The message from climate scientists in last week’s landmark report was clear, said The Observer: humanity must wean itself off fossil fuels now. While every nation must play its part, there’s a particular onus on Britain. It was here, after all, that the Industrial Revolution began, and it is Britain that is hosting the UN’s critical climate summit, COP26, in November. Many nations at the event in Glasgow will be looking to the UK for leadership, but it will be in little position to offer it. The Government has not only failed to set out a clear strategy for achieving net-zero emissions in the near future; it’s also continuing to support measures that directly undermine that goal. This “list of incompatibilities” includes the recent closing of the Green Homes Grant insulation scheme; freezing fuel duty; encouraging airport expansion; and delaying the phasing out of gas boilers beyond the planned date of 2035.
Boris Johnson has committed to cutting the UK’s greenhouse gas emissions by 78% of 1990 levels by 2035, and achieving net zero by 2050, said Elliot Chappell on LabourList.org. But based on its current trajectory, the UK is, according to government advisers, on course to cut only a fifth of the emissions needed to meet the 2035 target. To make matters worse, the PM is also facing a backlash from “reactive elements” in his party over his green agenda, such as it is. Among those warning that it risks alienating voters is Bassetlaw MP Brendan Clarke-Smith, who described it as a “hard sell asking people to make sacrifices when the rest of the world, China/Russia etc, are carrying on as usual”.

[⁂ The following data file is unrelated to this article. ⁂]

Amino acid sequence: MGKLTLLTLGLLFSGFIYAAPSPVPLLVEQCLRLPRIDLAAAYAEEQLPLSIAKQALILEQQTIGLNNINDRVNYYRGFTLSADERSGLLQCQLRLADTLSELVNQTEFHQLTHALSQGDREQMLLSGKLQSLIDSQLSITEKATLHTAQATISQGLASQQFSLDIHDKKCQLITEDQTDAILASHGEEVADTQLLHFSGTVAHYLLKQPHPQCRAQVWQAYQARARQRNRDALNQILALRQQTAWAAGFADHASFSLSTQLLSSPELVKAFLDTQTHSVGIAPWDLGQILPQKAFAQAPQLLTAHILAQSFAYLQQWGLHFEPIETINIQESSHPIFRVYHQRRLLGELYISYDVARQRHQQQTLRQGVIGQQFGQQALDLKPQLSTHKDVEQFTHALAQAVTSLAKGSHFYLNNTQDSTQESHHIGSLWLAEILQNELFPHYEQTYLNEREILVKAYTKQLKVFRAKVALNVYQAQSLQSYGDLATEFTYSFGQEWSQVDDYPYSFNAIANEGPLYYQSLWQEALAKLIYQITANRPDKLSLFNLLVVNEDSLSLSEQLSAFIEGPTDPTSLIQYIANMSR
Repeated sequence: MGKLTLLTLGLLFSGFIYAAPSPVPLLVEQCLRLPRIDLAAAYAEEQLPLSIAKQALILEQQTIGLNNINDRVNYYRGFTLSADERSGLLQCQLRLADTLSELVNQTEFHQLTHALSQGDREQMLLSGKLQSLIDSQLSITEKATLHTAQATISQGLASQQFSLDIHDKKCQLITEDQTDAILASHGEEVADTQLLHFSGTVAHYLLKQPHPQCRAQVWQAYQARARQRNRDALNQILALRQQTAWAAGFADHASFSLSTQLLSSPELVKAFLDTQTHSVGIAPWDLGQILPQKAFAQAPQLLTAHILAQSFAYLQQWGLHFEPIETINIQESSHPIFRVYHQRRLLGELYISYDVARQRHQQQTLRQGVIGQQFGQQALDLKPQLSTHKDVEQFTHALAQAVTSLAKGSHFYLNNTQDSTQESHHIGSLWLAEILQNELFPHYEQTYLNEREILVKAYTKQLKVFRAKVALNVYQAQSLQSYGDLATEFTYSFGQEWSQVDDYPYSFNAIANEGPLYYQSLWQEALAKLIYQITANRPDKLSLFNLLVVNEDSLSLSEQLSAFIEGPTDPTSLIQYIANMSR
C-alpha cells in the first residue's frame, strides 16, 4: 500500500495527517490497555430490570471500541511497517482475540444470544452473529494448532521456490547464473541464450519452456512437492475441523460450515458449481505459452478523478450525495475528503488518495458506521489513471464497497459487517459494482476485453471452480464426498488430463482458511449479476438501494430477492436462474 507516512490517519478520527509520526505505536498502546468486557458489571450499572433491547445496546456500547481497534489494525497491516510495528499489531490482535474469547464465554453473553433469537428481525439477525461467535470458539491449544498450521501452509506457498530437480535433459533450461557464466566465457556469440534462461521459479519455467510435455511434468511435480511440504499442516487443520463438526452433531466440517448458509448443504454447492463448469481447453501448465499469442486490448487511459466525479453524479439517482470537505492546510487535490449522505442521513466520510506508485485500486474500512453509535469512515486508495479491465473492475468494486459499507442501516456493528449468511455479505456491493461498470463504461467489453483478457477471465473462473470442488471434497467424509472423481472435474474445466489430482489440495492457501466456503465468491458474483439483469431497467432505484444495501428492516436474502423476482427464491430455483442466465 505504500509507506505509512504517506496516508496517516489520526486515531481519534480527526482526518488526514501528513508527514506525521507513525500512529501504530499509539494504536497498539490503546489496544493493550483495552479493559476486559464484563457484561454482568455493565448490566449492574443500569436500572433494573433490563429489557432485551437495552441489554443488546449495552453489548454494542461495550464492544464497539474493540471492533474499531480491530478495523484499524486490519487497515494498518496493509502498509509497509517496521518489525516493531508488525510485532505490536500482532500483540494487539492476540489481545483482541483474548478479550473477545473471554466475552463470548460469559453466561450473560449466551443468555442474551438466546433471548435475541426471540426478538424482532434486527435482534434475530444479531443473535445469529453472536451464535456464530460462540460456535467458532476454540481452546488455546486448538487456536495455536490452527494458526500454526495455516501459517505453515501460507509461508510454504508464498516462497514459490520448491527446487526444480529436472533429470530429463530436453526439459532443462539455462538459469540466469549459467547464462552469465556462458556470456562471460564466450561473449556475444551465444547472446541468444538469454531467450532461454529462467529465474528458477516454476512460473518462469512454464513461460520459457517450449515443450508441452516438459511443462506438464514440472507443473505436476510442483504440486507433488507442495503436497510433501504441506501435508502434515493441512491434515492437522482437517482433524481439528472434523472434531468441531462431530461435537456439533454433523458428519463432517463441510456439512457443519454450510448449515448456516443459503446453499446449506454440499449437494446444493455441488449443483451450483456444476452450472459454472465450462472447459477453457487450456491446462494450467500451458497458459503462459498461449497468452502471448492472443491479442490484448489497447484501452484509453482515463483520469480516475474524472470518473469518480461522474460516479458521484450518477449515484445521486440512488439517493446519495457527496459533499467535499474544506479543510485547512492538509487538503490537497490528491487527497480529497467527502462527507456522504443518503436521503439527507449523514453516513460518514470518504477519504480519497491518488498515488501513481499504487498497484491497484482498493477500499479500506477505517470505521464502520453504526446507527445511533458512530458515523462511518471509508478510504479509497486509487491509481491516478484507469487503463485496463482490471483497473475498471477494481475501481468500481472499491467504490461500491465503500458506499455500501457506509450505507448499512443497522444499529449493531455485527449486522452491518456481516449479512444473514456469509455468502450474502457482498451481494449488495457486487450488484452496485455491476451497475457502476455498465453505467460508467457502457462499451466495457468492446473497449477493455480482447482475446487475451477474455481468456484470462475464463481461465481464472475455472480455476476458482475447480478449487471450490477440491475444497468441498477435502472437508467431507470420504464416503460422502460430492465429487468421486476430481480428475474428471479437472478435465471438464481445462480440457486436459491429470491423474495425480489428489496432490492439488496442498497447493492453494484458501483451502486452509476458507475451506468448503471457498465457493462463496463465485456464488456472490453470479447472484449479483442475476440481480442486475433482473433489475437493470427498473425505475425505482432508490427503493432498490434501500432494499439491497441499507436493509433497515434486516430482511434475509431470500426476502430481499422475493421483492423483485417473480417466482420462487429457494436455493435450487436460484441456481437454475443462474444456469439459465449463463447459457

The “awkward squad” are threatening to make trouble over net zero, said Peter Franklin on UnHerd, but Johnson has “more allies than enemies” in this battle. The climate agenda appeals to the southern voters the Tories risk losing to the Lib Dems and Greens, and to voters in the North and Midlands who want investment in clean energy to revive local economies. The PM must stick to his targets, said The Times. We’ve already seen how economies of scale can reduce the cost of green technologies: wind is now a cheaper source of electricity than coal; experts expect the price of new electric cars to fall below that of petrol and diesel vehicles as soon as 2025. The price of other green technologies such as hydrogen fuel cells, heat pumps and solar energy should likewise fall over time. The costs of net zero should in any case be kept in perspective. The Office for Budget Responsibility reckons that decarbonising our economy will cost us some £1.4trn over 30 years. “That is less than the Government has spent on the pandemic in 18 months.”
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